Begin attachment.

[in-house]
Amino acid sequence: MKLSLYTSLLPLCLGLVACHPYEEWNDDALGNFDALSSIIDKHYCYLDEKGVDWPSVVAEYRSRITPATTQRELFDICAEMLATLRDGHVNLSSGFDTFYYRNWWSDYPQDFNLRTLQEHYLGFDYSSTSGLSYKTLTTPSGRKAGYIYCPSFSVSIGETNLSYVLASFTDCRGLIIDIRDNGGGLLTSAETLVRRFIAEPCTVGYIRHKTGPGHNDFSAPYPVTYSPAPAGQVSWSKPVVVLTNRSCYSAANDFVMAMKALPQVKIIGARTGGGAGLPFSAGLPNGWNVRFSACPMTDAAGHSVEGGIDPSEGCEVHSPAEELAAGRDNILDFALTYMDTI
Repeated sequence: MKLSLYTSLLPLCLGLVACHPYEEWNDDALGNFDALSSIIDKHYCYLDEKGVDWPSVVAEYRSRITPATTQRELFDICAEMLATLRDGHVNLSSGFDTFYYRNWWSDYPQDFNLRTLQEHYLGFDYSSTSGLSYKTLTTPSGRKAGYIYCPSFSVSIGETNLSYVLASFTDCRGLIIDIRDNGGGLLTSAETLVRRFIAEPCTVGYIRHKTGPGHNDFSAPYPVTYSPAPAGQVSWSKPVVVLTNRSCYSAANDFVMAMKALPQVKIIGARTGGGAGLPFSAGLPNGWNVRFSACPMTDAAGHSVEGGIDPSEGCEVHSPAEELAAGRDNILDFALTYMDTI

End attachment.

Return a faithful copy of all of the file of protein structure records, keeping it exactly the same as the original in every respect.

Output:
[in-house]
Amino acid sequence: MKLSLYTSLLPLCLGLVACHPYEEWNDDALGNFDALSSIIDKHYCYLDEKGVDWPSVVAEYRSRITPATTQRELFDICAEMLATLRDGHVNLSSGFDTFYYRNWWSDYPQDFNLRTLQEHYLGFDYSSTSGLSYKTLTTPSGRKAGYIYCPSFSVSIGETNLSYVLASFTDCRGLIIDIRDNGGGLLTSAETLVRRFIAEPCTVGYIRHKTGPGHNDFSAPYPVTYSPAPAGQVSWSKPVVVLTNRSCYSAANDFVMAMKALPQVKIIGARTGGGAGLPFSAGLPNGWNVRFSACPMTDAAGHSVEGGIDPSEGCEVHSPAEELAAGRDNILDFALTYMDTI
Repeated sequence: MKLSLYTSLLPLCLGLVACHPYEEWNDDALGNFDALSSIIDKHYCYLDEKGVDWPSVVAEYRSRITPATTQRELFDICAEMLATLRDGHVNLSSGFDTFYYRNWWSDYPQDFNLRTLQEHYLGFDYSSTSGLSYKTLTTPSGRKAGYIYCPSFSVSIGETNLSYVLASFTDCRGLIIDIRDNGGGLLTSAETLVRRFIAEPCTVGYIRHKTGPGHNDFSAPYPVTYSPAPAGQVSWSKPVVVLTNRSCYSAANDFVMAMKALPQVKIIGARTGGGAGLPFSAGLPNGWNVRFSACPMTDAAGHSVEGGIDPSEGCEVHSPAEELAAGRDNILDFALTYMDTI